Residents living within the nation’s capital should expect to see their cost of living rise after D.C. Council members pass what appears to be the most aggressive climate change bill to date.
Democrat council member Mary Cheh is pushing comprehensive legislation that calls for a litany of environmental proposals. Most notably, her bill mandates that Washington, D.C., derive 100 percent of its electricity from renewable sources by 2032, a requirement more ambitious than a new law in Hawaii — the only U.S. state to pass a 100-percent mandate. Cheh’s bill would also fund more energy efficiency updates by slapping ratepayers with higher utility bills. Additionally, the legislation calls for tying the vehicle excise tax to fuel efficiency as a means to encourage people to buy more fuel-efficient cars.
While many bills never see the light of day, this proposal is different: It touts support from a majority of the D.C. Council. Out of the 13 members who sit on the D.C. Council, seven have already backed Cheh’s bill.
“Through this bill, D.C. can lead the nation on climate protection legislation that can benefit D.C. families and businesses,” stated Mark Rodeffer, D.C. Chapter Chair of the Sierra Club, according to WAMU.
The Sierra Club has worked extensively to push renewable energy mandates in other state capitals.
Other environmentalists, however, were disappointed with the bill because it did not also include a fee on carbon emissions.
“Disappointed and surprised,” stated Camila Thorndike, a leader of the carbon tax campaign for the Chesapeake Climate Action Network.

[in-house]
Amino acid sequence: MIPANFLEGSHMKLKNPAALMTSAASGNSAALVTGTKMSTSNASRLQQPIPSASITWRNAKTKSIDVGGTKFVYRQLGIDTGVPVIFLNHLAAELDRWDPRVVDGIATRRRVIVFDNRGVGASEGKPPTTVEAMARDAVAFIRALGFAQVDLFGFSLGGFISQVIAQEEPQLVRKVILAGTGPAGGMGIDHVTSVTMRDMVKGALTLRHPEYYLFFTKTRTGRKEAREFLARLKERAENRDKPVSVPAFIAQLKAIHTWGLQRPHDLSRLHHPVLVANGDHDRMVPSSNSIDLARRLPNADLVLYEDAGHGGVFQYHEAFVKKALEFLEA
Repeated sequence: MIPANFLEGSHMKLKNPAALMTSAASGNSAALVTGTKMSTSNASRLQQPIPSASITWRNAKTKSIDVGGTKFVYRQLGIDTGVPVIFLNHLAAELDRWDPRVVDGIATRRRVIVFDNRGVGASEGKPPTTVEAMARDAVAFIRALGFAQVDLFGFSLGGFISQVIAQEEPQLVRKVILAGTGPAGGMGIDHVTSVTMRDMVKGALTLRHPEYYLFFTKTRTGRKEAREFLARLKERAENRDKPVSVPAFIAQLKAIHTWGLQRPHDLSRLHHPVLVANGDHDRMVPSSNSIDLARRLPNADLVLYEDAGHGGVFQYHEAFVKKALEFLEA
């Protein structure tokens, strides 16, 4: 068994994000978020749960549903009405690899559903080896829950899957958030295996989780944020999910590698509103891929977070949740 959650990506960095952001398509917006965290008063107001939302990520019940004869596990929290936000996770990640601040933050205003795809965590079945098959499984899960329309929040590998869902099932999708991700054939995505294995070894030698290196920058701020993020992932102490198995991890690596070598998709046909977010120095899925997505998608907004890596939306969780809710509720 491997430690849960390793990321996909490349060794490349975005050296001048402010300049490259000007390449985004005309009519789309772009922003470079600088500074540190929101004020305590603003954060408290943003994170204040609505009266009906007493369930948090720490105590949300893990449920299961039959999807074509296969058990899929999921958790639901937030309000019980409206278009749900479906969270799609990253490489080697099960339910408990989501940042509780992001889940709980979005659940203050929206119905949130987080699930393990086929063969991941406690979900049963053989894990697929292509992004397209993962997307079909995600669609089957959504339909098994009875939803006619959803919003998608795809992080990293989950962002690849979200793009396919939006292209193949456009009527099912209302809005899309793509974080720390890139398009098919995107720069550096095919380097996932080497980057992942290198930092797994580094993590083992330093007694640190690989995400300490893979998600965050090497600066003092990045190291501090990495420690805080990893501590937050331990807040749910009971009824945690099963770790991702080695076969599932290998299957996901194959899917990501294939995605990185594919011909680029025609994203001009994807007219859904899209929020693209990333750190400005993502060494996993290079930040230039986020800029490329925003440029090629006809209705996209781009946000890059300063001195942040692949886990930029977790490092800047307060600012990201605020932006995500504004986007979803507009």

“There’s been no analysis done on this package,” Thorndike said. “That was one of our points of frustration, is that we’ve provided so much modeling, and consideration of what the economic impacts, what the emission impacts, what the equity impacts were going to be of what we were putting forward.” (RELATED: Hawaii Signs Laws To Be ‘Carbon Neutral’ In 27 Years)
If passed, Washington, D.C., would have a more stringent renewable energy mandate than anywhere else in the U.S.
Hawaii became the first in the country to pass a renewable mandate in June. However, its bill was more lax, with a total renewable energy target by 2045 — 13 years later than the D.C. proposal. Other states might soon be following Hawaii’s example — California is also likely to pass a 100-percent mandate, and other Democrat-controlled state capitals are considering their own targets.
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